Development of international student exchange programs between Black Americans and the rest of the Black world.
Creation of new schools in sub-Saharan Africa and the development of a new culturally relevant and empowering curriculum for African students.
Foreign investment to foster job creation and economic development in sub-Saharan Africa and majority-Black countries in the Caribbean.
The Black Achievement Fund is not only concerned about the condition of Black people in America, we are concerned about the condition of Black people all over the world. To this end, we created the International Affairs Department to foster lasting educational, social, economic, and cultural exchanges between Black Americans, Black Africans, and the rest of the African Diaspora, which includes Black people all over the world.
The Strategic Focus of the International Affairs Department is to form a bridge between African cultures through international exchange and study abroad programs, and to stimulate economic empowerment through knowledge sharing, foreign investment and trade. To achieve these objectives, the department will focus on building state-of-the-art schools in sub-Saharan Africa and working with African leaders and educators to develop a modern curriculum that incorporates industrial training that will provide the skills necessary to foster and support strategic economic development initiatives. In conjunction with building schools and developing a modern curriculum, the International Affairs Department will partner with African countries on implementing mutually beneficial economic development projects.
YEAR 1 BUDGET
INTERNATIONAL AFFAIRS DEPARTMENT
"International solidarity is not an act of charity: It is an act of unity between allies fighting on different terrains toward the same objective. The foremost of these objectives is to aid the development of humanity to the highest level possible."
International Student Exchange Program
We have a lot to learn from our African brothers and sisters on the African continent and throughout the African Diaspora and vice versa. Therefore, the BAF will create international exchange and study abroad programs to share knowledge, foster understanding, and develop commercial links between Black Americans and those living throughout the African Diaspora.
Our international exchange and study abroad programs will be fully funded and open to high school and college students as well as individuals BAF members 18+ seeking such an educational opportunity. Our programs will be project-based, forcing students to solve a real world community problem through theoretical reasoning and applied knowledge. Students will also study African history from the origins of humanity in Africa 200,000 years ago, not from the period of enslavement or colonialism.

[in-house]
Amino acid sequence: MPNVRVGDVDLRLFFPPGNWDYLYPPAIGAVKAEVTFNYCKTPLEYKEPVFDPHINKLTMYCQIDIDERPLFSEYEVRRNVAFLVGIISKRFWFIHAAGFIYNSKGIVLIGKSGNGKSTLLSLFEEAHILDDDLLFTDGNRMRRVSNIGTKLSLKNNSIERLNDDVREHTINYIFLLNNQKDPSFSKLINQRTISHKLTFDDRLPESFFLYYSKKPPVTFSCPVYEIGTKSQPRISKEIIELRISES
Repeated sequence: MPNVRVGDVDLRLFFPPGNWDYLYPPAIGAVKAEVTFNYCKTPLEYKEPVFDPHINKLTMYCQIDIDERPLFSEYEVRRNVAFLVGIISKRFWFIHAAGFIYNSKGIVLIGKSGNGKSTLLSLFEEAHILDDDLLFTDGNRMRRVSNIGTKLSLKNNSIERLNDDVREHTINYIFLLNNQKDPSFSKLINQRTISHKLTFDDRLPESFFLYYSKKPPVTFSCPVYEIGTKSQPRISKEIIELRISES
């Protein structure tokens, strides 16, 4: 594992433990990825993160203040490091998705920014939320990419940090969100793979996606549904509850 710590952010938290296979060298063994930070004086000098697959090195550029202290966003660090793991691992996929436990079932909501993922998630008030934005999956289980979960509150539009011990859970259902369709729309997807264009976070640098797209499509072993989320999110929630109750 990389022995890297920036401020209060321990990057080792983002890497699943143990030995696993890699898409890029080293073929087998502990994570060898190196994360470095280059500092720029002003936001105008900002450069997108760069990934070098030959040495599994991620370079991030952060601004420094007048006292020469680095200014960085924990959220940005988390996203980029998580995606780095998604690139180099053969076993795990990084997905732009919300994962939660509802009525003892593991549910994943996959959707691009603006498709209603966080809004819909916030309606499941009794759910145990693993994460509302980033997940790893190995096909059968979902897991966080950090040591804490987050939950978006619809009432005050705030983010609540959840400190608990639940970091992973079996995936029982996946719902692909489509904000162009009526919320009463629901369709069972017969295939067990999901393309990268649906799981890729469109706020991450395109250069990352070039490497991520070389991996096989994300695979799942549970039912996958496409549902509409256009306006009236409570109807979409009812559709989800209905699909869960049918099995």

Financial Aid to Build New Schools
According UNESCO, the sub-Saharan region of Africa "has the highest rates of education exclusion. Over one-fifth of children between the ages of about 6 and 11 are out of school, followed by one-third of youth between the ages of about 12 and 14. According to UIS data, almost 60% of youth between the ages of about 15 and 17 are not in school." Furthermore, many schools lack basic resources such as "access to electricity, potable water and modern textbooks, and seven out of ten countries fac[e] an acute shortage of teachers."
The BAF will provide financial aid to build new schools in sub-Saharan Africa that will educate a new generation of African youth to become empowered, productive citizens. Additionally, it will work with African leaders and educators to develop a modern, culturally relevant curriculum that incorporates industrial training that will provide the necessary skills for community building and economic development.
According to a 2018 UNDP Africa study, sub-Saharan Africa has the lowest rate of foreign investment than any other region in the world. "For instance, sub-Saharan Africa’s share of global net FDI between 2010 and 2016 stood at 1.87%, compared to 30.34% for Europe, 26.45% for East Asia and Pacific, 17.334% for North Africa and 13.25% for Latin America and the Caribbean," the study notes. Yet, "during 2006-2011, the region experienced the highest rate of return on FDI (11.4%) compared to 9.1% in Asia or 8.9% in Latin America and the Caribbean. The world’s average was 7.1%." What this says is that sub-Saharan Africa generates the highest rates of return on foreign investment, yet it receives the least amount of foreign investment capital, which hinders economic growth and development.
Through the International Affairs Department, the BAF will provide strategic foreign investment in sub-Saharan African countries to spur mutual economic growth.